Shtiner said his company used research to provide its customers with better rest. Its range of mattresses, which are tested and approved over a nine-to-12-month period by the Chiropractors’ Association of Australia, use a spring system with five-zone support to assist in correct spinal alignment. As the CAA explains: “A bed that is too firm will elevate the hips and shoulders, causing the spine to sag in the lower back region. Similarly, a bed that is too soft will cause the spine to sag at the hips, resulting in both localised pressure on the spine that can lead to disrupted sleep and longer-term health problems,” the CAA asserts. “The CAA-endorsed beds include a range of features that provide correct spinal alignment for healthy, invigorating sleep. The graduated zoning cradles the hip and shoulder regions to maintain proper spinal alignment. The body contouring zones not only gives increased support where needed, but also provides a more comfortable, restful sleep.”

It’s a common complaint that the mattress marketplace is anything but clear in terms of comparing apples with apples. Choice magazine alleged in its March edition that “manufacturers work with retailers to make buying a mattress confusing, even anti-competitive, by using practices designed to take bargaining power away from shoppers while fattening profit margins”. It said mattress manufacturers will sell retailers the same model mattress but with a look exclusive to each retailer. “There might be some minor differences, such as the fibres used in the padding, but otherwise the technology inside will be identical. And shoppers won’t be able to draw comparisons between products because they’ll be sold under different names.”

Bearing in mind that the body can take up to two months to adjust to a new mattress, customers should be given a trial period in which they can test the mattress over an extended period. Choice also noted that sales and discounts were commonplace throughout the year as mattresses often had large mark-ups. Salespeople in many retail outlets were also driven by commission payments. It summarised its review: “We found that a $1000 mattress can be as comfortable over its lifetime as one priced at $3000. Beds are incredibly subjective. What one person might consider comfortable, another might find punishing. Many will find inner-spring mattresses and latex/foam mattresses equally comfortable. We suggest trying different types of mattresses in a store to compare for yourself.”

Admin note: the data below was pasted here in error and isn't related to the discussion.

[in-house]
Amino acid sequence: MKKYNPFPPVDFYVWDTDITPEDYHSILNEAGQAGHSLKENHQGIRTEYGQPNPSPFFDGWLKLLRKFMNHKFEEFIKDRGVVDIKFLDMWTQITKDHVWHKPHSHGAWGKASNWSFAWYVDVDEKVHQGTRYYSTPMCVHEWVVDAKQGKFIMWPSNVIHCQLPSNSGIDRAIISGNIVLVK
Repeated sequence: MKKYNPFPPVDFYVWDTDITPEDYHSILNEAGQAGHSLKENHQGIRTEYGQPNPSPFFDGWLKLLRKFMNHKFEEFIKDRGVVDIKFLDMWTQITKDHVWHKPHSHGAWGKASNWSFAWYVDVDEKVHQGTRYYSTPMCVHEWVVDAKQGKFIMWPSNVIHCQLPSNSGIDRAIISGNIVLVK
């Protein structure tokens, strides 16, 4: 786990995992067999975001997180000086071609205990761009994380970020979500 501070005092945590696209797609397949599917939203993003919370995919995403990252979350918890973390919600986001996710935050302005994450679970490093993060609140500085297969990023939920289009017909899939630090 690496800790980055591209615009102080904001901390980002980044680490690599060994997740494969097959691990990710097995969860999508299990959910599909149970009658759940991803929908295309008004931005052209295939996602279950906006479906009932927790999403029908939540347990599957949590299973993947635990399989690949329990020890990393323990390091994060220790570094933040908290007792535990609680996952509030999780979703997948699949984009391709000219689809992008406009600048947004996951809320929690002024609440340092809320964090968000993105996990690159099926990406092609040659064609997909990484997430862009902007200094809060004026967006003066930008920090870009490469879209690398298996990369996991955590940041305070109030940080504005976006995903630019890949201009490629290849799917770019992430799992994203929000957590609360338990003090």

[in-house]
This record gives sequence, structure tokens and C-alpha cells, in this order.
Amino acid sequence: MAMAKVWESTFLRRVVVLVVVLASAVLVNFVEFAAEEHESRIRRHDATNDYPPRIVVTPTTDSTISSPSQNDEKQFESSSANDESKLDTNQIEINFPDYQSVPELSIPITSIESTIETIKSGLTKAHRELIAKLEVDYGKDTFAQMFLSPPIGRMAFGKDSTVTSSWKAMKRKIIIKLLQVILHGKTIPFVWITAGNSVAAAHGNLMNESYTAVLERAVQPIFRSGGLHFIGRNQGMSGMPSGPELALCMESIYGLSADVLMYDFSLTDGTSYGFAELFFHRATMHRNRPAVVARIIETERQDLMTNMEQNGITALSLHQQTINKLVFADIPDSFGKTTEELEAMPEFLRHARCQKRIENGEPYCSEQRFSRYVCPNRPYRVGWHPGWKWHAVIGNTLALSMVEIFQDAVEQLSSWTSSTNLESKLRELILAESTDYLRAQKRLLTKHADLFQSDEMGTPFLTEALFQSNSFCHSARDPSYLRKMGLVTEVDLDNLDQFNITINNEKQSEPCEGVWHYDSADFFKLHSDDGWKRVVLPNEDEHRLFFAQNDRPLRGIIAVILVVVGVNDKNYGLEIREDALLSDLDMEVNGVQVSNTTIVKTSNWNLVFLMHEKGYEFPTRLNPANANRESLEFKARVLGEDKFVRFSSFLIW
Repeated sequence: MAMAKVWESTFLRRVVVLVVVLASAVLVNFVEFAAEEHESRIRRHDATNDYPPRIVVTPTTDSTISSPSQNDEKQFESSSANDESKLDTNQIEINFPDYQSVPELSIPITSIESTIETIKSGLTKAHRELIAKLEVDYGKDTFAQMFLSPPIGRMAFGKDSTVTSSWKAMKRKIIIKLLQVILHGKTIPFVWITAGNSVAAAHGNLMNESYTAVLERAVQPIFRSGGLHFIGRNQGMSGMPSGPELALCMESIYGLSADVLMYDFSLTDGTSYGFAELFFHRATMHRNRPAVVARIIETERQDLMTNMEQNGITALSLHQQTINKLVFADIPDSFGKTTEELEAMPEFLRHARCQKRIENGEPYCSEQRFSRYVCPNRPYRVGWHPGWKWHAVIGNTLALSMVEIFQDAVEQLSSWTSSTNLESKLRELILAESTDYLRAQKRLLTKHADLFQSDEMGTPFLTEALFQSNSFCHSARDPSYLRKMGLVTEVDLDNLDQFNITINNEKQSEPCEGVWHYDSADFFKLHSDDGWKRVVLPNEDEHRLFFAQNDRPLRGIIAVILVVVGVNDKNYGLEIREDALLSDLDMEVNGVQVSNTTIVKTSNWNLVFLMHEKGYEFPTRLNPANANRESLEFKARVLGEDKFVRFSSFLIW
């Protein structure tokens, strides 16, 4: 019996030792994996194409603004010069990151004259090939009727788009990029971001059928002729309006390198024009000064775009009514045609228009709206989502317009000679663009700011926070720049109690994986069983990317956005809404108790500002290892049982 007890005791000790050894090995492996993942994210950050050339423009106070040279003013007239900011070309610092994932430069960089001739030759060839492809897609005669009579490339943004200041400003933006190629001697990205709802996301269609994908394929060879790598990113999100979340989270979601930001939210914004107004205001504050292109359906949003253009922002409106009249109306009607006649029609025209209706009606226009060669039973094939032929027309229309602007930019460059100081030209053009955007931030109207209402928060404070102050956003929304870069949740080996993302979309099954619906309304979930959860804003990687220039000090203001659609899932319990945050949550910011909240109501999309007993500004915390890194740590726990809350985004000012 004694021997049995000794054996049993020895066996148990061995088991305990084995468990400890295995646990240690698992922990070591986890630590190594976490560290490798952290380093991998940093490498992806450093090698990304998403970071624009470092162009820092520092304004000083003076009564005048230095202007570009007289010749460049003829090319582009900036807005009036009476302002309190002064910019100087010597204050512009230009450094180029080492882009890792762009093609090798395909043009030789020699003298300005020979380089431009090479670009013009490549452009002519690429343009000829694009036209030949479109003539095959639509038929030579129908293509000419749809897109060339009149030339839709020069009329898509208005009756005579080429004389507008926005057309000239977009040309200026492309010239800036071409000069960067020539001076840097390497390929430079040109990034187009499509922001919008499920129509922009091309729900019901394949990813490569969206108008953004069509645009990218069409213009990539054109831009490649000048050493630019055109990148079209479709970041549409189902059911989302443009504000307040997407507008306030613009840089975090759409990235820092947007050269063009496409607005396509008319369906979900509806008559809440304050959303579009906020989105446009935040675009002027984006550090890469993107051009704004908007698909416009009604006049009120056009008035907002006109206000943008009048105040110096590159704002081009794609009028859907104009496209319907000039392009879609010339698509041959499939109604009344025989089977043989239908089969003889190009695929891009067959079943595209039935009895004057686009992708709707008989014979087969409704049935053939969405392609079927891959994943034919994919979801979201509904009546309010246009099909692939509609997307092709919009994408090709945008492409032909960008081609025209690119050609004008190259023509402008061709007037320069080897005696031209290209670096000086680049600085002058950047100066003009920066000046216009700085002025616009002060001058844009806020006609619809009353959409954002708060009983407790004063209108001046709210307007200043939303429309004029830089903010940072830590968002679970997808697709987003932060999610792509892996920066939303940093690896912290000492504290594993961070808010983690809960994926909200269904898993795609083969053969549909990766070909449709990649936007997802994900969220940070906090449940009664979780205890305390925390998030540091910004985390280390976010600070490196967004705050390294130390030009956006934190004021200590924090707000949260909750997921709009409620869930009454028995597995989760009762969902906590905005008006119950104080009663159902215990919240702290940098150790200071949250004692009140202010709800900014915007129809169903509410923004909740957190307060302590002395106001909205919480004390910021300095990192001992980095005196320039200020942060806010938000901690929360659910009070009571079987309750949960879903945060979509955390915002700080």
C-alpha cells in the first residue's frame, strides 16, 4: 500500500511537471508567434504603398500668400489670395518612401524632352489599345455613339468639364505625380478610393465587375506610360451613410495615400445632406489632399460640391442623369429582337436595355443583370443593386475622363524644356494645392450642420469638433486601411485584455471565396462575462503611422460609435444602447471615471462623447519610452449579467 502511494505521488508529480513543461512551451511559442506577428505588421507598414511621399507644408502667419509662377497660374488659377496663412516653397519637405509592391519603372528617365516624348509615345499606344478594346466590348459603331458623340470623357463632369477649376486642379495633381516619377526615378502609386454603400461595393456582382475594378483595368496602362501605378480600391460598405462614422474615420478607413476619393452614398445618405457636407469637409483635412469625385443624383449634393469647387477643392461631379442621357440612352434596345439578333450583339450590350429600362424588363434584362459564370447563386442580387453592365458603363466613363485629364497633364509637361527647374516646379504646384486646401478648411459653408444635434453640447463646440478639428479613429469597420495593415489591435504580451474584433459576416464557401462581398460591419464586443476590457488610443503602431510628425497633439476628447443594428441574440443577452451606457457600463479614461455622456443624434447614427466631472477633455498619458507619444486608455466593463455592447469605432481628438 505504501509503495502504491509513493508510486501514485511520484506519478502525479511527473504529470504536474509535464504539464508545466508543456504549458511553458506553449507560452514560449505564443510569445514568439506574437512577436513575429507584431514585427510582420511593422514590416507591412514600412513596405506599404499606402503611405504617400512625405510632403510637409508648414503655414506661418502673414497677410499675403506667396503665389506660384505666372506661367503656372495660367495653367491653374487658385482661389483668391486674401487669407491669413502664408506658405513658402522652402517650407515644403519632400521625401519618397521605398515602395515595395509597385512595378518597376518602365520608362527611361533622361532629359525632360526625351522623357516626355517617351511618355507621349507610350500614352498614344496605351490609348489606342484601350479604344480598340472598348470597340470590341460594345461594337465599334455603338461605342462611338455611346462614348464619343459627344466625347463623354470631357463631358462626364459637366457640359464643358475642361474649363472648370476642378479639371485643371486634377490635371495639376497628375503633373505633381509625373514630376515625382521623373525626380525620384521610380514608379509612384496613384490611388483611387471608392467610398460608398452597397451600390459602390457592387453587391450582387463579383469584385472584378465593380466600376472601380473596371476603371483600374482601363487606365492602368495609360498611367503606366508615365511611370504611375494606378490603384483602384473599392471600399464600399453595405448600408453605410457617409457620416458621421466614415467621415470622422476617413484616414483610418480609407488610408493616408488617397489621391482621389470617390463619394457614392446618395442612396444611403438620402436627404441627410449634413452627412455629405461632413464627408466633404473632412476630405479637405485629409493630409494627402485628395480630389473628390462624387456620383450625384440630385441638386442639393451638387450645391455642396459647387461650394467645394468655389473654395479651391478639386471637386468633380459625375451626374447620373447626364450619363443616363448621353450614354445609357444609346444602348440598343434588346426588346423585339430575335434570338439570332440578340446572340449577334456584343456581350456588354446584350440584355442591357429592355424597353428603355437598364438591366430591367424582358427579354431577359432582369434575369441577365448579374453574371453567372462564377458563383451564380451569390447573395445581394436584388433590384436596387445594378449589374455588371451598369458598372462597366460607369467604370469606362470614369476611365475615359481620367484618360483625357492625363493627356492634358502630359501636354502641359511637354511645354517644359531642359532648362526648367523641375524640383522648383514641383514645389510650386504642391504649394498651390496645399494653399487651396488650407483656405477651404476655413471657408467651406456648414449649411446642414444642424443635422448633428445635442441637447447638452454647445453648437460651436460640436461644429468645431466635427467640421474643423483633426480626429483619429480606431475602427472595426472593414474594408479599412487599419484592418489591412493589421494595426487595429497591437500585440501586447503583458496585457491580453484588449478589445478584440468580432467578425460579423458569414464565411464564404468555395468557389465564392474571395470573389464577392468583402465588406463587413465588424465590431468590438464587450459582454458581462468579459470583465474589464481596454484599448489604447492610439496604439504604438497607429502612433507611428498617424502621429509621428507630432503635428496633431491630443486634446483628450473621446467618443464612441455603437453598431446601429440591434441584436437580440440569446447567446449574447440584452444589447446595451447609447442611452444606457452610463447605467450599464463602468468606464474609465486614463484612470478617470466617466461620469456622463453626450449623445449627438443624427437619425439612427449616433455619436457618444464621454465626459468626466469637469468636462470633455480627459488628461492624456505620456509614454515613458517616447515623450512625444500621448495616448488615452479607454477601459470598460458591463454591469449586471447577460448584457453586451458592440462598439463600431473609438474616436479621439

Choice’s advice for those considering buying an inner-spring mattress was to look up a manufacturer’s range online beforehand, visit a few stores and ask for quotes. “Take off your shoes, spend time lying on them, get comfortable. And then, once you’ve found the model for you, negotiate an aggressive discount.”

Once you have chosen the most suitable surface on which to lie, mattress protectors are another way of safekeeping your investment. It’s estimated that the average person perspires about 250ml a night, which has the potential to stain mattresses, linen and pillows. Furthermore, this can lead to bacteria and mould, causing health issues such as asthma or eczema. Factor in also that humans shed and regrow skin every 27 days and skin cells are the primary food source for dust mites, and it’s clear why sleep hygiene is paramount.

Sleep hygiene is best defined as habits or routines that can help us or stop us from sleeping. Establishing a regular routine is paramount, particularly with kids. It’s a great idea to reward them for complying with bedtime rules. Start by creating a relaxed environment for bedtime, such as ensuring the temperature, light and noise factor set the tone for winding down. Sleepeducation.net.au recommends that TV, computer games and mobile phones be strictly limited before bedtime, and that exercising, eating hot and spicy foods and drinking coffee are completed long before this period. It also suggests that you use a sleep diary to check how many hours you are sleeping.

Once your routines are established, it won’t be long until you’ll be resting easier – and hopefully on a mattress that suits you. 

Words: Ross McGravie